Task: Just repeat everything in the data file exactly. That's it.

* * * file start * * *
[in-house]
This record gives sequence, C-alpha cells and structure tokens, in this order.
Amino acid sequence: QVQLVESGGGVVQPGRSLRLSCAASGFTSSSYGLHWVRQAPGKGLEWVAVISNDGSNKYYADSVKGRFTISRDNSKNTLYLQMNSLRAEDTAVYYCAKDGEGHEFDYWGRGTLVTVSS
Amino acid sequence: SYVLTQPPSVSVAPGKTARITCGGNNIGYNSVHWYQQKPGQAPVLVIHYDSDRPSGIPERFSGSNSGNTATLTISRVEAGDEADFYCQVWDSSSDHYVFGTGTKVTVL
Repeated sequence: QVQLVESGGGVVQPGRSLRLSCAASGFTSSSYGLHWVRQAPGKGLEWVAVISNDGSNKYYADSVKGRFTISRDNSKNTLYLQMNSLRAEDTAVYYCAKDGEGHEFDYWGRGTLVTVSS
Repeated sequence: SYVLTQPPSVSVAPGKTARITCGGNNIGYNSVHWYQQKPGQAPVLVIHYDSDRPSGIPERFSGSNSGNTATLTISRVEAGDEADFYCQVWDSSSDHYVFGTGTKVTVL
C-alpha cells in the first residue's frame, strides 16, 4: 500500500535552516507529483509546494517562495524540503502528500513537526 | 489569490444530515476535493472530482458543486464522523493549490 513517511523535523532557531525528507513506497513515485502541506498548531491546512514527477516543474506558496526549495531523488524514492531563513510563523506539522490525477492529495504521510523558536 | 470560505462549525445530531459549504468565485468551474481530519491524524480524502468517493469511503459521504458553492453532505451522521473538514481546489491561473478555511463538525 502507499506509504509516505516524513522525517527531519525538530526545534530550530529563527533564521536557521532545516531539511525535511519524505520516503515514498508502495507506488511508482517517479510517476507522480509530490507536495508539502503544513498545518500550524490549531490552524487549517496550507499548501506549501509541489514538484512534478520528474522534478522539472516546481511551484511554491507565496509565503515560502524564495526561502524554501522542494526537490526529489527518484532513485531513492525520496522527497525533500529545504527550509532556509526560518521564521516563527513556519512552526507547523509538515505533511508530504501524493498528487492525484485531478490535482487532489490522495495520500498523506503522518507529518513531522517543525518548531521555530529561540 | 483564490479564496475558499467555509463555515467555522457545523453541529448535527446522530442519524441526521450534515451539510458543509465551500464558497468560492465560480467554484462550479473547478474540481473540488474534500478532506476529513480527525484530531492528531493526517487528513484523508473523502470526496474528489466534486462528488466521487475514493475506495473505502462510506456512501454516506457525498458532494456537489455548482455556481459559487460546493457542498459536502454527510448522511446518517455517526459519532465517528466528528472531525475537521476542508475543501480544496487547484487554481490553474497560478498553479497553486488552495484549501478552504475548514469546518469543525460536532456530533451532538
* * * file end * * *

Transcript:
[in-house]
This record gives sequence, C-alpha cells and structure tokens, in this order.
Amino acid sequence: QVQLVESGGGVVQPGRSLRLSCAASGFTSSSYGLHWVRQAPGKGLEWVAVISNDGSNKYYADSVKGRFTISRDNSKNTLYLQMNSLRAEDTAVYYCAKDGEGHEFDYWGRGTLVTVSS
Amino acid sequence: SYVLTQPPSVSVAPGKTARITCGGNNIGYNSVHWYQQKPGQAPVLVIHYDSDRPSGIPERFSGSNSGNTATLTISRVEAGDEADFYCQVWDSSSDHYVFGTGTKVTVL
Repeated sequence: QVQLVESGGGVVQPGRSLRLSCAASGFTSSSYGLHWVRQAPGKGLEWVAVISNDGSNKYYADSVKGRFTISRDNSKNTLYLQMNSLRAEDTAVYYCAKDGEGHEFDYWGRGTLVTVSS
Repeated sequence: SYVLTQPPSVSVAPGKTARITCGGNNIGYNSVHWYQQKPGQAPVLVIHYDSDRPSGIPERFSGSNSGNTATLTISRVEAGDEADFYCQVWDSSSDHYVFGTGTKVTVL
C-alpha cells in the first residue's frame, strides 16, 4: 500500500535552516507529483509546494517562495524540503502528500513537526 | 489569490444530515476535493472530482458543486464522523493549490 513517511523535523532557531525528507513506497513515485502541506498548531491546512514527477516543474506558496526549495531523488524514492531563513510563523506539522490525477492529495504521510523558536 | 470560505462549525445530531459549504468565485468551474481530519491524524480524502468517493469511503459521504458553492453532505451522521473538514481546489491561473478555511463538525 502507499506509504509516505516524513522525517527531519525538530526545534530550530529563527533564521536557521532545516531539511525535511519524505520516503515514498508502495507506488511508482517517479510517476507522480509530490507536495508539502503544513498545518500550524490549531490552524487549517496550507499548501506549501509541489514538484512534478520528474522534478522539472516546481511551484511554491507565496509565503515560502524564495526561502524554501522542494526537490526529489527518484532513485531513492525520496522527497525533500529545504527550509532556509526560518521564521516563527513556519512552526507547523509538515505533511508530504501524493498528487492525484485531478490535482487532489490522495495520500498523506503522518507529518513531522517543525518548531521555530529561540 | 483564490479564496475558499467555509463555515467555522457545523453541529448535527446522530442519524441526521450534515451539510458543509465551500464558497468560492465560480467554484462550479473547478474540481473540488474534500478532506476529513480527525484530531492528531493526517487528513484523508473523502470526496474528489466534486462528488466521487475514493475506495473505502462510506456512501454516506457525498458532494456537489455548482455556481459559487460546493457542498459536502454527510448522511446518517455517526459519532465517528466528528472531525475537521476542508475543501480544496487547484487554481490553474497560478498553479497553486488552495484549501478552504475548514469546518469543525460536532456530533451532538